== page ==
Holiday Stress and Parkinson's Disease

Holiday Stress and Parkinson's Disease

I know the holidays are upon us and like many families that brings tremendous stress and, on top of that, you’ve got Parkinson’s. This is NOT a good combination! You’ve got family coming, the decorations aren’t up and a trip to the mall is a nightmare. Welcome to the holiday season. For those of us living with PD, any amount of stress is detrimental to our health. To explain, there is the endless worry and anxiety of incomplete “to do lists,” meals to plan, where are we going to put everyone? These additional realities associated with the holidays seem to exacerbate the symptoms of PD to the extent that our normal routine of sleep, resting, expectations and prescription drug regiment gets interrupted. This is a problem for anyone living with PD and the attempt to reduce stress in their lives. Stress can take many forms, good and bad. For example, the excited anticipation of seeing distant relatives or the dread of navigating the mall to purchase a last minute gift. Here is some of good advice that I have put into practice.

Positive advice to reduce stress

  • Ask others for help (delegate).
  • Create a “to do” list and subdivide into: Urgent, Important and Not Urgent categories.
  • Learn the effectiveness of time management. (Don’t wait until the last second)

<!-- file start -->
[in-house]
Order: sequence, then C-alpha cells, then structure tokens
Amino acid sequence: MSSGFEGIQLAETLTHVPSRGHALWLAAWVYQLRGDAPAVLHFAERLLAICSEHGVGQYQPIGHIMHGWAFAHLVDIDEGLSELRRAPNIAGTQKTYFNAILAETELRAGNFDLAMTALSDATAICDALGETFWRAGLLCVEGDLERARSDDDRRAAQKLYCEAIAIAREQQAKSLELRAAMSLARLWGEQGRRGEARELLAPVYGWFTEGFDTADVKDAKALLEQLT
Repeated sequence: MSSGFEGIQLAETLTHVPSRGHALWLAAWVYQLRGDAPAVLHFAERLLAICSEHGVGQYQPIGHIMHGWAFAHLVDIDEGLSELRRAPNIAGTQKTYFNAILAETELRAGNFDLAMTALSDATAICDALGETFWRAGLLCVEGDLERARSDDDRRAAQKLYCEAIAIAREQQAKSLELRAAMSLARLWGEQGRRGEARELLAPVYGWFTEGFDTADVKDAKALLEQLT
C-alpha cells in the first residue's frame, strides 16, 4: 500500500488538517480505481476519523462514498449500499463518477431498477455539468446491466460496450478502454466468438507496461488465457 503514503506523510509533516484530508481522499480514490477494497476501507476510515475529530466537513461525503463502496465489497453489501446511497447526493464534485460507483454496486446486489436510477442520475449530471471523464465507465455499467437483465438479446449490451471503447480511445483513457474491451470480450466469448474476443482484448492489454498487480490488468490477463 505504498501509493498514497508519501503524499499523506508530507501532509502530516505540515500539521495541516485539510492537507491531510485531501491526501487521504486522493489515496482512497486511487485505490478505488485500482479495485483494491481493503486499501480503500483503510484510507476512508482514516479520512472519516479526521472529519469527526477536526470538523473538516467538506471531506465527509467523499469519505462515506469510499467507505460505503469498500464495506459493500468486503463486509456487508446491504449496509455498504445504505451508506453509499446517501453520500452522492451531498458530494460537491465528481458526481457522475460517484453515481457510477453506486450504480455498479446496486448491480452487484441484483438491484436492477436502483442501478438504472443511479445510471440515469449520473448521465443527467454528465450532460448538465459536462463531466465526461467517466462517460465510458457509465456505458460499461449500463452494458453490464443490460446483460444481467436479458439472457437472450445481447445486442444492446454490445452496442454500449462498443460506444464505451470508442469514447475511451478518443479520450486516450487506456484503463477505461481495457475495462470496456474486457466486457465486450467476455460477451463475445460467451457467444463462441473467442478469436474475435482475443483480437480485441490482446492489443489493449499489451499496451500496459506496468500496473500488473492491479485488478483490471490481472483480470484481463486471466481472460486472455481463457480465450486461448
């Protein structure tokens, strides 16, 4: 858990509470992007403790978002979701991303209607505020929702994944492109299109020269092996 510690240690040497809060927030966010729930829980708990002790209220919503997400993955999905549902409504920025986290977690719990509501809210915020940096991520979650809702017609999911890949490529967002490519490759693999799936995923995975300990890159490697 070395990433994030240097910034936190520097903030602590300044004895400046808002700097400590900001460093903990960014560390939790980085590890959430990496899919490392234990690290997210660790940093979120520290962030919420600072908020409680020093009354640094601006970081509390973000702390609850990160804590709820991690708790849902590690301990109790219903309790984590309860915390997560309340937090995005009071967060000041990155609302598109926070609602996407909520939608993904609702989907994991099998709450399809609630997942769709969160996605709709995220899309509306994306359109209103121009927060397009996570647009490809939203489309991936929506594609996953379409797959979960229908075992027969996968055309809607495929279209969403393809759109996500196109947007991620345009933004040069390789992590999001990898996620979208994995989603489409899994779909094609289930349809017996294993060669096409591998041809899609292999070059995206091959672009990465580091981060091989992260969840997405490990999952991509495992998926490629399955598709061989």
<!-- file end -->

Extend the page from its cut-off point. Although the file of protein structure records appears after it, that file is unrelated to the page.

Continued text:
• Be aware of your energy level. (On – Off Times, apathy, fatigue, etc.)
  • Remain flexible. (Don’t be critical for the sake of tradition at the expense of your health)

Although this list is nowhere near complete, you can probably add your own thoughts on this important issue. Additionally those of us trying to stick to a strict diet or nutritional regime, this can be another source of stress. Use good judgement and sensible planning. This brings up another good point. Early planning and developing a strategy for accomplishing all your holiday goals.

In order to successfully achieve your holiday goals, you must write them down, then, put forth some effort in accomplishing them even if it means stopping and resting or acquiring some help. Personally I use a white board and update it often as my priorities change. There is no shame in asking for help when it is needed but there is in overextending yourself to the point of exhausting yourself and perhaps a holiday trip to the emergency room. Maybe this is a good time to educate your family and extended family to what Parkinson’s disease is especially if you are newly diagnosed.

Do's and don'ts of surviving the holidays

  • Do recognize your strengths and limitations.
  • Don’t say, “Just leave it and I will take care of it.”
  • Do ask for help when it is needed.
  • Don’t put things off to the last minute.
  • Do shop early and during off peak times when crowds are less likely.

Don’t get me wrong. I am not saying, don’t enjoy the holiday season. To the contrary, I am saying basically acknowledge that you have Parkinson’s and pace yourself. Just don’t drink too much egg nog. Have a happy and safe holiday season.

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